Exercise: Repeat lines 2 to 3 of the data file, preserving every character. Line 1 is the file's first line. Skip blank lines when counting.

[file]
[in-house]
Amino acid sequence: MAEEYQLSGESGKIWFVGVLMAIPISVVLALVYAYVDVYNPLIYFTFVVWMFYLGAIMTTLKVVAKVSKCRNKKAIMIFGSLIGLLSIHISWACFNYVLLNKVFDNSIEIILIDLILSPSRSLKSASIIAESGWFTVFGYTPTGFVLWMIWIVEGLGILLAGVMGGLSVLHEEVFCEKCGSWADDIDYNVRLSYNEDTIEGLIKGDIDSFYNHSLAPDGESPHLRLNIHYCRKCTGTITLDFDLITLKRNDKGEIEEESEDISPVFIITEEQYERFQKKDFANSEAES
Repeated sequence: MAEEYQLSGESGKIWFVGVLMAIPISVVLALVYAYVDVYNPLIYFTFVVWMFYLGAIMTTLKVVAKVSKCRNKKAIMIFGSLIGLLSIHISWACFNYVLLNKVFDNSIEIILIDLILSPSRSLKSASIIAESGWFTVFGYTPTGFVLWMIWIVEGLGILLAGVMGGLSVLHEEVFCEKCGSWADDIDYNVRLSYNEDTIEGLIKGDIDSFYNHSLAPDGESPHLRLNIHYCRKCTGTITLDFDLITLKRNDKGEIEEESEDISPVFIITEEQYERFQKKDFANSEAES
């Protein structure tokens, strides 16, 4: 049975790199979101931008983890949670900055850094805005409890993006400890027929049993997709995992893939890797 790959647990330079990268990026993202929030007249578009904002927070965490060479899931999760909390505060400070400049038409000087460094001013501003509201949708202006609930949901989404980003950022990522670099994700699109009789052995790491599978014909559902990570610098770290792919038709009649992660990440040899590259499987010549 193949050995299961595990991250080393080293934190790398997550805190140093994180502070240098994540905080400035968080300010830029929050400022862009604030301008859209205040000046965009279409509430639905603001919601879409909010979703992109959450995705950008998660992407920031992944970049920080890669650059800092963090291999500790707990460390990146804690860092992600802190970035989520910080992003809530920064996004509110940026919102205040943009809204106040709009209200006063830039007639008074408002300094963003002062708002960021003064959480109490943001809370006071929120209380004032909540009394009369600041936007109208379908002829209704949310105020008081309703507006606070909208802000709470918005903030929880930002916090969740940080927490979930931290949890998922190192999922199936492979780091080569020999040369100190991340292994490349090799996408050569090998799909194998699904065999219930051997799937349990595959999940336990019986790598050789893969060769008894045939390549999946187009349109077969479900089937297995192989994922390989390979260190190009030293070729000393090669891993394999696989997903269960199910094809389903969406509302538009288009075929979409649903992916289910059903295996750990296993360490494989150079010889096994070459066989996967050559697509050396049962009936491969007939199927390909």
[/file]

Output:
Amino acid sequence: MAEEYQLSGESGKIWFVGVLMAIPISVVLALVYAYVDVYNPLIYFTFVVWMFYLGAIMTTLKVVAKVSKCRNKKAIMIFGSLIGLLSIHISWACFNYVLLNKVFDNSIEIILIDLILSPSRSLKSASIIAESGWFTVFGYTPTGFVLWMIWIVEGLGILLAGVMGGLSVLHEEVFCEKCGSWADDIDYNVRLSYNEDTIEGLIKGDIDSFYNHSLAPDGESPHLRLNIHYCRKCTGTITLDFDLITLKRNDKGEIEEESEDISPVFIITEEQYERFQKKDFANSEAES
Repeated sequence: MAEEYQLSGESGKIWFVGVLMAIPISVVLALVYAYVDVYNPLIYFTFVVWMFYLGAIMTTLKVVAKVSKCRNKKAIMIFGSLIGLLSIHISWACFNYVLLNKVFDNSIEIILIDLILSPSRSLKSASIIAESGWFTVFGYTPTGFVLWMIWIVEGLGILLAGVMGGLSVLHEEVFCEKCGSWADDIDYNVRLSYNEDTIEGLIKGDIDSFYNHSLAPDGESPHLRLNIHYCRKCTGTITLDFDLITLKRNDKGEIEEESEDISPVFIITEEQYERFQKKDFANSEAES